Rex Ryan is being brought in as the 18th head coach Buffalo Bills franchise history. A big name in a coaching field lacking them, the brash and aggressive Ryan is already bringing excitement to the Bills fanbase.
The move isn’t as much of a slam dunk as you’d think.
Earlier in the month, I posted my rankings of the 14 head coach candidates for the Bills. Ryan was 14th out of 14. Now it’s time for me to dive deeper into why I have a bad feeling about this…
Yes, Ryan did take the New York Jets to a pair of AFC Championship appearances in 2009 and 2010. However, there is a disturbing trend to his record after that. Ryan would never see a winning record in the following 4 years of his tenure in New York. I will forgive the fact that 2014 was laughable, as Ryan was hung out to dry by a horrible front office that was terrible in their ability to gather talent.
But that doesn’t let him off for his work from 2011-2013. Ryan was 24-26 in those 3 years and never got over .500 again. The “defensive guru” has a fair amount of accolades, but then his defense started giving up more points. After having the top and sixth scoring defense in the NFL in 2009 and 2010, respectively, the Jets defensive ranking would be no higher than 19th in points allowed. Note to Ryan: I’d retain Jim Schwartz if I was you.
While we’re on that subject, let’s talk scheme. Last year, the Bills were playing well (almost historically well) under a 4-3 scheme called the Wide 9. In the Wide 9, the defensive ends would line up as the outside contain and be able to use their athleticism to attack the QB. It was a great success for Bills DEs Jerry Hughes and Mario Williams, the latter of whom was a first team All-Pro. With Ryan, you take those two and throw them at OLB. Wait, WHAT? That’s right, Hughes and Williams will be asked to cover more as OLBs rather than pin their ears back with their hand in the dirt.
Who plays nose tackle here in Ryan’s 3-4? The logical answer is Kyle Williams, who played nose tackle before in Buffalo. However, Kyle Williams, as awesome as he is, is not getting any younger and has been prone to not playing an entire season.
Kiko Alonso will return from injury to be stuffed back into the middle, likely with Preston Brown. Alonso was good in the middle, but he’s meant for the outside. With Mario Williams and Hughes out there, Alonso goes back to where his talents cannot be used to their strength. Ultimately, Ryan’s arrival will change the defense, a unit that was not broken. That could cause the Bills to take a step back.
But if they find a solid nose tackle, it would resemble the unit of 2013 under Mike Pettine, where the Bills set a franchise record for sacks.
On to the offense, where Ryan has had a bit of trouble finding an offensive coordinator to competently run an offense for him. Under Ryan, the Jets never really put points on the board. In 6 years, Ryan’s offenses ranked no higher than 13th, and that one was in 2010, Ryan’s second year. Otherwise, they were a middling group that sometimes resorted to the Wildcat, a fad that died almost as fast as it came onto the scene in 2008. And here’s a scary stat. Over the last two years, the offenses under conservative Doug Marrone scored 72 more points than Ryan’s Jets. That could be an issue.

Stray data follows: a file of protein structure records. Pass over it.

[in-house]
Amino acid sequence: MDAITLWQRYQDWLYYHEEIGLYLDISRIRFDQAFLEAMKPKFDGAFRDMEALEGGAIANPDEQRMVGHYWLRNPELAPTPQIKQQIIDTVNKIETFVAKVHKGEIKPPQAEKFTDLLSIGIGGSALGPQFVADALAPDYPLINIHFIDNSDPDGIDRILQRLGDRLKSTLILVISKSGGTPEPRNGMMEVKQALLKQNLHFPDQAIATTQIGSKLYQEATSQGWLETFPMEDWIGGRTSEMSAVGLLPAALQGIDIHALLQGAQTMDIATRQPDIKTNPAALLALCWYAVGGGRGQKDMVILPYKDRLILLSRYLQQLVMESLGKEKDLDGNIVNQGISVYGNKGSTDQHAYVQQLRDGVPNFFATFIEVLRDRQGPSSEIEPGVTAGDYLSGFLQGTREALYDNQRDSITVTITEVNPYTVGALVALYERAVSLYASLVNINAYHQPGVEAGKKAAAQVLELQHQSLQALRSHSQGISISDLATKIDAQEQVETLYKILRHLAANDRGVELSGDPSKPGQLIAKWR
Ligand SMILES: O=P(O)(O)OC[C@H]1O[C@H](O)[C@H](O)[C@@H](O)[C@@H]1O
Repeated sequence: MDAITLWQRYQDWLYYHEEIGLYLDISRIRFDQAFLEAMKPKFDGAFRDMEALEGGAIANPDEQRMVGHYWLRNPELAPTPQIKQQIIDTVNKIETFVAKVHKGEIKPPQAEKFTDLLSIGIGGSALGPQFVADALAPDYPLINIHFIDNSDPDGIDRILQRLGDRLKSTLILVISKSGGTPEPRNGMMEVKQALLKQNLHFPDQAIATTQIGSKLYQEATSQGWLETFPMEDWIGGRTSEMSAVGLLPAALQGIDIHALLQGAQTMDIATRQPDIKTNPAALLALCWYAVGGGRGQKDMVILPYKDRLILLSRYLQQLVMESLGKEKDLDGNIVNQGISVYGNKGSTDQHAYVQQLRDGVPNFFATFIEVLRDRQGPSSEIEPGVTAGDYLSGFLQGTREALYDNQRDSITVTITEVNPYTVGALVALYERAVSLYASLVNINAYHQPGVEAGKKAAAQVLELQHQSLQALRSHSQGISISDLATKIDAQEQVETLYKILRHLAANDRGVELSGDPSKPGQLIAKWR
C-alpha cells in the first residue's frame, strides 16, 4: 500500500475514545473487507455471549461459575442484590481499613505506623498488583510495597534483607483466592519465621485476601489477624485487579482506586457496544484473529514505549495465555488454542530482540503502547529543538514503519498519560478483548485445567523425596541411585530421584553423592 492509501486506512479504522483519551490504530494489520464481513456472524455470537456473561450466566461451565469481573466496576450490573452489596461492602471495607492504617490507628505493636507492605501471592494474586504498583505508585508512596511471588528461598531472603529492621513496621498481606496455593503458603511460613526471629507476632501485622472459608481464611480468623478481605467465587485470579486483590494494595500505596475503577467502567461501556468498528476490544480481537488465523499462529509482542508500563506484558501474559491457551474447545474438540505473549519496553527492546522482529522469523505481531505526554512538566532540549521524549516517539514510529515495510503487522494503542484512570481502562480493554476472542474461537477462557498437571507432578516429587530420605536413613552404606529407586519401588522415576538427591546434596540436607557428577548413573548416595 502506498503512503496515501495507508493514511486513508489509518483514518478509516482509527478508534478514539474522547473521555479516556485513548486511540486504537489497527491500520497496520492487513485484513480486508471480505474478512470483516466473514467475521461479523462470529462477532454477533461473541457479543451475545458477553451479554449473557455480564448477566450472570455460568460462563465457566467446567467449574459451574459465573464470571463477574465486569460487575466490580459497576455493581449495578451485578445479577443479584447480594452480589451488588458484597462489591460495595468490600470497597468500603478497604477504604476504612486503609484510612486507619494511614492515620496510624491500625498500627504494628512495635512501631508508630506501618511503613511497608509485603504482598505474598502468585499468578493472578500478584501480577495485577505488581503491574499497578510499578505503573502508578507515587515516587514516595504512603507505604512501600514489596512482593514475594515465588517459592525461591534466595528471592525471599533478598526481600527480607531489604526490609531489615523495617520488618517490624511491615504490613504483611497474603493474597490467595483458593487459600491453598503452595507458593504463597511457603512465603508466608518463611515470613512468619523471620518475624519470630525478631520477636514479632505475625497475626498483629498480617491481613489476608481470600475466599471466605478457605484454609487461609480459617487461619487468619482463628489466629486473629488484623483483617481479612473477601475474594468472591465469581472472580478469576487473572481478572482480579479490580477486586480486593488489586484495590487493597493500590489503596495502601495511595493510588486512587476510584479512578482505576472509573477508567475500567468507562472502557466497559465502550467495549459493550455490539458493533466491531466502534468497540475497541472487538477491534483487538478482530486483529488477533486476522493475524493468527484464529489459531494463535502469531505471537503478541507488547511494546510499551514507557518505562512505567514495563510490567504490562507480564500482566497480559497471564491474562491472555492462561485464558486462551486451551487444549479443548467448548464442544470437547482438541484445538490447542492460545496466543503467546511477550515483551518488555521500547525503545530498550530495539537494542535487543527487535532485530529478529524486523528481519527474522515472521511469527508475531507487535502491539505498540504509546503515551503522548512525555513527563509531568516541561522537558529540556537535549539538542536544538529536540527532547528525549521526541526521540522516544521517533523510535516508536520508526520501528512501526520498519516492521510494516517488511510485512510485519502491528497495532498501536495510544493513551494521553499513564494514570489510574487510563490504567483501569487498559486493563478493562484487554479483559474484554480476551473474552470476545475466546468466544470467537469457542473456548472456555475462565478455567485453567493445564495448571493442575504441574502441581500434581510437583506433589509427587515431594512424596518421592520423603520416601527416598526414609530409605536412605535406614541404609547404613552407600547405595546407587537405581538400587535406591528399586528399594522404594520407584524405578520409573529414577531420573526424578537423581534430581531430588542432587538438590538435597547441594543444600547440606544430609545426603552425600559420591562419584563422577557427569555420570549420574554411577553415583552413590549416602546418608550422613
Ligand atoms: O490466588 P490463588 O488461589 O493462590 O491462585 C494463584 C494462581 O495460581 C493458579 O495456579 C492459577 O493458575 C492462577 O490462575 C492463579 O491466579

It’s rumored that Ryan is bringing in former 49ers offensive coordinator Greg Roman. I hope you fans like not seeing WR Sammy Watkins get the football, because that is EXACTLY what will happen here. Under Roman, the 49ers never established a downfield attack, no higher than 23rd (2012) in passing yards. Roman’s arrival does bode well for RBs Fred Jackson (if he’s still around) and C.J. Spiller. Under Roman, the 49ers were always a top 10 rushing unit.
With Ryan, the Jets were often a media circus. Many times there were players bashing each other in the media and internal strife. Ryan had better be able to nip that in the bud in his second gig as the head man. Ryan also would bring guarantees and trash talk, while that’s gold for the media, it puts an unfair pressure on the players to perform at times.
There are some positives about Ryan. He is aggressive, likable and doesn’t back down from anything. Of all of the AFC East coaches that have squared off with New England Patriots head coach Bill Belichick, Ryan is easily the most successful. Ryan is also well respected, so expect the Bills to be more able to lure in free agents. Ryan also has been around the game for his entire life. His father, Buddy, was a technician of one of the best defenses of all time, the 1985 Bears. And Rex is clearly the better Ryan than his brother, Rob, an overrated defensive coordinator.
Overall, this move makes me rather nervous. Ryan is not the worst head coach, but if he tinkers with the defense, this could spell trouble. Ultimately, like in New York, Ryan’s fate (and Buffalo’s) will fall into the hands of the G.M., Doug Whaley. Whaley’s fate will now be tied to Ryan after Marrone quit on the team. They better bring it, or this talented roster will be wasted. And that would be a bigger crime than the 15 year playoff drought.
Derek Kramer ~ @DerekKramer49